Cal/OSHA first convened an advisory meeting on the Workplace Violence Standard in January of 2017, releasing its initial draft the following year. Since then, Cal/OSHA has released two additional drafts, most recently in May of 2022. Currently, the draft requires employers to:

  1. Establish, implement, and maintain an effective workplace violence prevention plan;
  2. Record information about every workplace violence incident in violent incident log;
  3. Provide training to employees on general awareness and, under some circumstances, training on specific workplace violence hazards; and
  4. Maintain training records for one year and violent incident logs for five years, among other various recordkeeping requirements.

This current version comes after years of input from stakeholders to help finalize an operational standard. Specifically, while the current draft of the standard applies to all California employers not subject to the current Cal/OSHA Violence Prevention in Health Care standard (8 CCR 3342), it does include carve outs to certain provisions if an employer has not had a violent incident in the past five years.

Despite the years of work from Cal/OSHA and stakeholders, SB 553 was introduced earlier this year and passed in the California Senate on May 31, 2023. This move by the Legislature appears to be spurred by frustration with the speed of the Cal/OSHA rulemaking process as well as a desire to require more extensive requirements that mirror the current Health Care standard (8 CCR 3342).

SB 553 opponents are concerned that a general industry standard that tracks the Health Care standard is misplaced given that the health care industry tends to have higher workplace violence rates than most general industry employers. While both rules have many similar programmatic elements, SB 533 includes more expansive and prescriptive requirements for environmental risk factors that must be included in assessment procedures, corrective measures, and post incident response. Further, it also includes retail-specific provisions on shoplifter training and a prohibition on requiring workers to confront suspected active shoplifters.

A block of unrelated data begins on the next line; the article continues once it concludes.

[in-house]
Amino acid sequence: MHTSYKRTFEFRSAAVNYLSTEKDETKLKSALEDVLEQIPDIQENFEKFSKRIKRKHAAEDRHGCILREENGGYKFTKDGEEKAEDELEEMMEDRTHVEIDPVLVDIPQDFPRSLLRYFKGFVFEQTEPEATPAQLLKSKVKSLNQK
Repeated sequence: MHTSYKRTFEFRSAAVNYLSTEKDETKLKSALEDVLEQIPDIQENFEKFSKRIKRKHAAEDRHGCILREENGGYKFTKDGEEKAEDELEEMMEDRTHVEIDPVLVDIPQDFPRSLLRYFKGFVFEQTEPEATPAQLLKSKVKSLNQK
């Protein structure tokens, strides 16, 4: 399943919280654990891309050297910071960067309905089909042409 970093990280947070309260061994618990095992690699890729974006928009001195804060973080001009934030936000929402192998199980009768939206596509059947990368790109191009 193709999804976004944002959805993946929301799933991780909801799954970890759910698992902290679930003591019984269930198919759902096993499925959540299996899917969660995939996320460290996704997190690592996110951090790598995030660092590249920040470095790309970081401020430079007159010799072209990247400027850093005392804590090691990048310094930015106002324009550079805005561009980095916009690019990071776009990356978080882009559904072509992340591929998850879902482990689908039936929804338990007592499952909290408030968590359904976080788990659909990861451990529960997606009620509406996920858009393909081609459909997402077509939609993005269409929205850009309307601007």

During last week’s Standards Board meeting, Cal/OSHA did not volunteer any update on Workplace Violence. When asked about it, Cal/OSHA said it is working on it and has no update. When pressed further on the possible hurdles to completing the next draft, Cal/OSHA acknowledged that workplace violence is a more difficult hazard to address because it can be random and unpredictable.

With the California Legislative session coming to a close at the end of September, we expect to have a further update on SB 553 in the coming weeks.

Indoor Heat Illness

The proposed Indoor Heat Standard, which has been in the works since early 2017, continues working its way through the formal rulemaking process. Following the notice of proposed rulemaking in March of 2023, the initial 45-day comment period closed in May of 2023. At last week’s Standards Board meeting, Cal/OSHA indicated that we can expect the next draft to be issued for the 15-day comment period soon.

The Indoor Heat Standard is expected to have requirements including provision of water, access to cool-down areas, assessment and control measures, emergency response procedures, close observation during acclimatization, training and a heat illness prevention plan. It remains to be seen whether Cal/OSHA will make any changes to the temperature at which the standard is triggered (currently 82 degrees for most requirements and 87 degrees for select requirements), following extensive public comment at the May Standards Board meeting.